these indignities you have put upon
"Agreed!"observed Lazanetto, com
posedly. "I shall myself be your es
cort, and you shall return as you
came—-by coach and pair. You see"
—with a really engaging smile—
begin to like you very greatly,
for theauthorities—pish!" he snapped
his fingers contemptuously.
A »
"Second," I continued, "it will be
indispensable that the person pur
chasing and presenting the magic num
bers for to-morrow's drawing should
be peculiarly stamped upon his flesh
the holier the better."
"Ah!" cried the leader, with gusto,
"I rather think I am the man."
Arid he bared his brawny arm to
the shoulder, displaying thereon an
inscription in India-ink tattoo.
"Not so fast, captain!" exclaimed
another. "I can beat that, I fancy."
Aud stripping his own arm, he re
vealed a villainously designed tattoo
mark in different colors.
There was an eager baring of arms
and bosoms all around, this custom
of tatooing being a favorite one
among the mountaineers.
I shook my head dissatisfiedly, and
then fixed my eyes on Pietro Malasso
with what I intended for a mysterious
and prophetic look the man having
hung back from the others, notwith
standing that Nita was apparently
urging him to a similar display in a
low voice.
At last, apparently yielding with
much reluctance, he tore open his
shirt, revealing a very creditable de
sign done in sepia and oink tints on
his breast—the very distinguishing
mark by which I would be enabled to
identify him as the fugitive murderei.
And closing my eyes in a rapt at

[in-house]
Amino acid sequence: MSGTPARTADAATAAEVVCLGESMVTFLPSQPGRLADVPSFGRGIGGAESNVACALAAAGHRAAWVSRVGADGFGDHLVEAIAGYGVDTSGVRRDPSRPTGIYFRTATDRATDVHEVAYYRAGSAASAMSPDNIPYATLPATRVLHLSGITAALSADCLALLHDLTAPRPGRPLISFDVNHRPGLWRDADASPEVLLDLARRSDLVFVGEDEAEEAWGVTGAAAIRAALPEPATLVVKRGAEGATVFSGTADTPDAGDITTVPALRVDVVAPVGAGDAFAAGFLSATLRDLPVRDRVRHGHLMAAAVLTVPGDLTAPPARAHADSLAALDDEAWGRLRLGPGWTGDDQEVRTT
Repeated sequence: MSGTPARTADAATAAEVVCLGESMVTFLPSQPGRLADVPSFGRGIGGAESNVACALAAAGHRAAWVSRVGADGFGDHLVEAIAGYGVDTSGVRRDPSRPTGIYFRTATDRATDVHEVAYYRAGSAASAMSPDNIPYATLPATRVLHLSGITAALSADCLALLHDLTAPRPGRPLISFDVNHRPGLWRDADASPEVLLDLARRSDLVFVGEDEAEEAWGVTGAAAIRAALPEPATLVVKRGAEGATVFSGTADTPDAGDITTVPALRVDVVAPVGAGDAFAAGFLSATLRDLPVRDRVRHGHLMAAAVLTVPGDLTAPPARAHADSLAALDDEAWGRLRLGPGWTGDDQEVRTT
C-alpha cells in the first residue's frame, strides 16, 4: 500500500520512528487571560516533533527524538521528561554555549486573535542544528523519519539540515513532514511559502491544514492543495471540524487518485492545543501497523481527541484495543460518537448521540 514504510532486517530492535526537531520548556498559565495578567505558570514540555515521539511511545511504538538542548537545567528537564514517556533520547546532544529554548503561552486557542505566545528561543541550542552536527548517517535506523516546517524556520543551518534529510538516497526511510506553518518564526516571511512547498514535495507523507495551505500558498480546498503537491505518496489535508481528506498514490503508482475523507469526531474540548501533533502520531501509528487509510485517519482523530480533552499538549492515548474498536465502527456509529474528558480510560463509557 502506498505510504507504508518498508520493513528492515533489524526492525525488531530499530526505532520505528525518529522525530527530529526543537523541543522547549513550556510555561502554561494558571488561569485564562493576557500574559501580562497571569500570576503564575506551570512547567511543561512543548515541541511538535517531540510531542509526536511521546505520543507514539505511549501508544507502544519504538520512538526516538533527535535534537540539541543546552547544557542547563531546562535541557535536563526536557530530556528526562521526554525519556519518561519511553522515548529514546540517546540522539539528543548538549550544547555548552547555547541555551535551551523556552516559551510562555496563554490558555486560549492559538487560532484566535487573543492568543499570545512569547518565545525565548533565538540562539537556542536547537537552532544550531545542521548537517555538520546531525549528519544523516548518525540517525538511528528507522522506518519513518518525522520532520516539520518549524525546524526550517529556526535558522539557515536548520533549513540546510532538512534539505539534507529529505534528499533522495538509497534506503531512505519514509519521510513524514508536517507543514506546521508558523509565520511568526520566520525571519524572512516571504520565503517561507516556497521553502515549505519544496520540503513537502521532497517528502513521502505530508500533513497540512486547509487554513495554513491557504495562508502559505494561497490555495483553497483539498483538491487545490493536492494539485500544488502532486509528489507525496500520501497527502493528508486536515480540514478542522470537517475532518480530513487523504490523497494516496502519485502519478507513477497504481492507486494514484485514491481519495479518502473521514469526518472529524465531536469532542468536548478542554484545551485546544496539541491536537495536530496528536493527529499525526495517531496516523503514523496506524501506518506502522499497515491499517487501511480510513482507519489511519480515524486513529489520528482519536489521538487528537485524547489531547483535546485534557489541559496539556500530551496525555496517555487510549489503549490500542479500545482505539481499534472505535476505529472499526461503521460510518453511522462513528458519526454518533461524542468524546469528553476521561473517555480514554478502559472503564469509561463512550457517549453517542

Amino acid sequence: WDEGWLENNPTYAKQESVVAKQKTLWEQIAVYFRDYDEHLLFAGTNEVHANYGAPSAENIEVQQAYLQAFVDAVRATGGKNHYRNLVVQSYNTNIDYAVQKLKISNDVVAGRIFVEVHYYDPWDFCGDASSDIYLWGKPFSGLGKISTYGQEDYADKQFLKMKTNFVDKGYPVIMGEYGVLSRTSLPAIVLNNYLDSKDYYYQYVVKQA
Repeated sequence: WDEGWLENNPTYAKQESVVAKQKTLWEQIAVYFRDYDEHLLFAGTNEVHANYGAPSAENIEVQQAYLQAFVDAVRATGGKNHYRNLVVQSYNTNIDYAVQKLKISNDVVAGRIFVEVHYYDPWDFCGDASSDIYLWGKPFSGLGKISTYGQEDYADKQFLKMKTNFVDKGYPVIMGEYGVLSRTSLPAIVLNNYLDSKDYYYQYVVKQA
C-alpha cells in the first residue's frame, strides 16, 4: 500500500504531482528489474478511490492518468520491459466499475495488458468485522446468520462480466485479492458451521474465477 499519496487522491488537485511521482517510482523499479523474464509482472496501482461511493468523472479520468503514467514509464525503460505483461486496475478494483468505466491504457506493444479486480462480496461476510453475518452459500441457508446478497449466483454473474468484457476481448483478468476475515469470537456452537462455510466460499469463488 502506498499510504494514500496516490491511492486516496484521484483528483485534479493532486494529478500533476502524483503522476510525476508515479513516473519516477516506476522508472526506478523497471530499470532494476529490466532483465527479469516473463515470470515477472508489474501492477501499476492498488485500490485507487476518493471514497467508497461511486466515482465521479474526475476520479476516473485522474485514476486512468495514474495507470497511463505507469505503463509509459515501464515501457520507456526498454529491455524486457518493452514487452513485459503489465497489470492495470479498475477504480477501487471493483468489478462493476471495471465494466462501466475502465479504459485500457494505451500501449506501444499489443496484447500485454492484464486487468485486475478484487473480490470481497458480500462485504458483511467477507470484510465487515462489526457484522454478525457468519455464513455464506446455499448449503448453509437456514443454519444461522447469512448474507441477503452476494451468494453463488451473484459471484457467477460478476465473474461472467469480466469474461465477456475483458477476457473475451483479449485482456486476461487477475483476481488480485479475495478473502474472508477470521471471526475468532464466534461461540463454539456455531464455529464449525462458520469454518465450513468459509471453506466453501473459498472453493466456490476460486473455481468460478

titude, I called out at haphazard,
though jerkingly, and with an appear
ance of occult prompting, these five
numbers: "2. 13, 24, 26, 73."
A shout of jubilation arose from the
miscreants, who evidently regarded
the lottery prizes already won.
Malasso was regarded as a particu
larly favored individual; and I at
once set forth on my return to Naples
under their leader's special escort, as
had been promised.
But apart from the particular re
sult I was aiming for, a wholly unex
pected and most remarkable develop
ment was destined to evolve out of
this strange adventure.
The . National Lottery of Italy is
based on the old game of "lots."
There are ninety numbers, and one
can stake on one. two, three, four, or
five of them, any sum, from one franc
to a thousand, being paid pro rata of
the numbers coming out.
Once safe in my hotel apartment, I
discarded ray Franciscan garb for my
proper habiliments, and at once com
municated the result of my adventure
to the chief of the Neapolitan police,
with whom I had previously made
myself and my mission acquainted,
and who cheerfully promised me his
Then, on ray way back to the hotel,
a sudden impulse seized me, and stop
ping at one of the lottery offices, 1
staked ten francs on each of the num
bers I had given to the brigands.
At the drawing of the following day,
to my utter astonishment, the five
numbers actually did come out, and
I was just ten thousand francs richer.
But at an early stage of the an
nouncements, I had already marked .
Malasso and Nita side by side in the
crowd, while others of the brigands i
were scattered here and there. They
had all doubtless staked heavily on
tha combination, and were wild with
joy in consequence.
I signalled the chief of police and
several of his subordinates, who were
on the alert, and then laid my hand
roughly on my man's shoulder, declar
ing him my prisoner.
His stiletto was in his hand in a
flash, and he turned on me like a tiger,
but I had him down and handcuffs on